It's that time of year again. The long offseason is nearly over and the Browns will prepare for the 2007 season. Phil Savage had a productive free agent season and the Browns appear to have added three impact players through the draft.
Still, there were so many holes to fill that they simply could not all be filled for this year. The Browns are looking to be competitive, especially within the AFC North. In 2006, they were swept by the rest of the division for the first time ever.
If you read the Orange and Brown Report on a regular basis, I know you are familiar with the issues facing the team. Let me give you some things to look for position by position during camp and the preseason.
This is the position that most people will be watching. The Browns have a wide-open competition her because the play from the quarterback position was not great in 2006. Incumbent Charlie Frye got 11 starts last year. The question was whether he would improve his game over the off-season and make better decisions. In his starts in late 2005, my concern was that he was too careless with the ball. That did not change in 2006. He threw too many interceptions and had several costly fumbles. Frye showed a tendency to settle for underneath throws when intermediate ones were available, and so the Browns did not move the ball. I'm skeptical that Frye has improved over the offseason. Will Frye step up thanks to increased competition?
Derek Anderson was an unknown going into 2006. The book on Anderson was that he had a good arm, but tossed too many interceptions in college. Anderson got a chance when Frye was injured in the Kansas City game. He showed good decision making and was quick with the ball, but he also showed questionable accuracy. In his final start, Tampa Bay picked off Anderson four times. Anderson did enough to play himself into the competition, but I'm doubtful Anderson can develop into a true NFL starter. He might hold the chair for a while this year, though. Will he show improvement over the end of last year?
The Browns gave up a 2008 1st round pick to get Brady Quinn. His legendary fall on draft day made Quinn's a household name. Quinn played in the highly touted program at Notre Dame under former NFL coordinator Charlie Weiss. As with any rookie, there is a huge debate as to whether the Browns should let him sit and watch or throw him in the fire. There were hints that Quinn might hold out, though, which could make this debate moot if he misses too much time. Is Quinn ready to make the leap?
The Browns also have Ken Dorsey who has physical limitations, but is a student of the game. The Browns might consider keeping him as more of a player/coach than as a top-notch signal caller.
Here is another position that has a lot of question marks going into camp. The Browns signed an old nemesis, Jamal Lewis to replace Reuben Droughns, who was traded to the Giants. Lewis has faded over the last two years, but rumor has it that he is over his issue with bone spurs. Despite the fact that Lewis is 28, he has a lot of miles on him. I'm skeptical he can regain the form he had in his prime. On the other hand, if Lewis can perform at the same level as Droughns or better, at least the Browns haven't lost anything.
Beyond Lewis, there will be a lot of sorting out to do. Jason Wright is an unheralded player out of Northwestern who did a solid job as a change of pace back last year. He ran with determination and showed excellent hands out of the backfield. But Wright is not going to hold up as the feature back if Lewis goes down. Can Wright develop into something nobody expects?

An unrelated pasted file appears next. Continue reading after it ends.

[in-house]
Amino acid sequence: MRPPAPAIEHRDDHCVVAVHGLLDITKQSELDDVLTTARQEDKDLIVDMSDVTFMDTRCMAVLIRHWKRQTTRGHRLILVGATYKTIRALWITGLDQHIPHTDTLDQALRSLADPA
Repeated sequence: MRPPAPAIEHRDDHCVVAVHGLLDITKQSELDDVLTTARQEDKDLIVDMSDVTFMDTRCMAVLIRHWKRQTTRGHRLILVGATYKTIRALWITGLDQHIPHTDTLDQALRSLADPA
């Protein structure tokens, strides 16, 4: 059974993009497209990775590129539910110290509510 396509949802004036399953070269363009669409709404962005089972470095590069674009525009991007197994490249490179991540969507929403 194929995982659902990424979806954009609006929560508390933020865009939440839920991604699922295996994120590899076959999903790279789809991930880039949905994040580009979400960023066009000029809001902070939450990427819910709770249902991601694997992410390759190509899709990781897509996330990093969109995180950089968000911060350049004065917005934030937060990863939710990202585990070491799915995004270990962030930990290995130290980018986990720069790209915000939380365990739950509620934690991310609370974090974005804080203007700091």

Last year's 5th round pick, Jerome Harrison, had good credentials in college and showed flashes in the preseason. But while he could run, the other aspects of his game, such as chipping a rusher and catching passes, were sorely lacking. Harrison largely rode the pine. Harrison has supposedly bulked up. Can he step up to have a role?
Lawrence Vickers got some limited playing time in 2006 and showed good hands as a receiver. He did not run much. What might the Browns ask him to do in the new offense? The Browns also have Chris Barclay who not only ran well in garbage time last preseason, but tore up the now defunct NFL Europe. Can Barclay parlay that into any kind of role on this team? Jerome Jackson is an undrafted free agent who is a long shot to stick.
This position looked like a strength last season, but it rapidly devolved into chaos. Braylon Edwards proved the critics wrong and returned quickly from a devastating knee injury in late 2005. But beyond that, Edwards didn't always make plays and was involved in too many off-the-field issues, including defying team rules to be at the Ohio State-Michigan game, and a disputed confrontation on the sideline involving Charlie Frye, though it appeared the real target was the offensive line. In year three, can Edwards grow into a receiver worthy of the third overall pick?
The Browns brought in Joe Jurevicius to provide veteran leadership. He did that, but injuries kept him off the field for a good chunk of the season. Also, the coaching staff often played Dennis Northcutt rather than Jurevicius. Can Jurevicius be an impact player for the Browns, especially on third down?
With Northcutt's departure, the rest of the jobs on the receiver corps is wide open. Special teams ace Josh Cribbs got some chances on offense, but never really made much of an impact. Can he do the job on offense? 2006 third round pick Travis Wilson was in the doghouse with Romeo Crennel and never really got a chance to play until the last few weeks. He showed some promise in very limited chances. The Browns added Tim Carter in the Droughns trade. The book on Carter has been good speed, bad hands. Will a change of scenery help him to be a productive player? There are also a number of undrafted free agents, 7th round pick Syndric Steptoe, and practice squad returnee Kendric Mosley.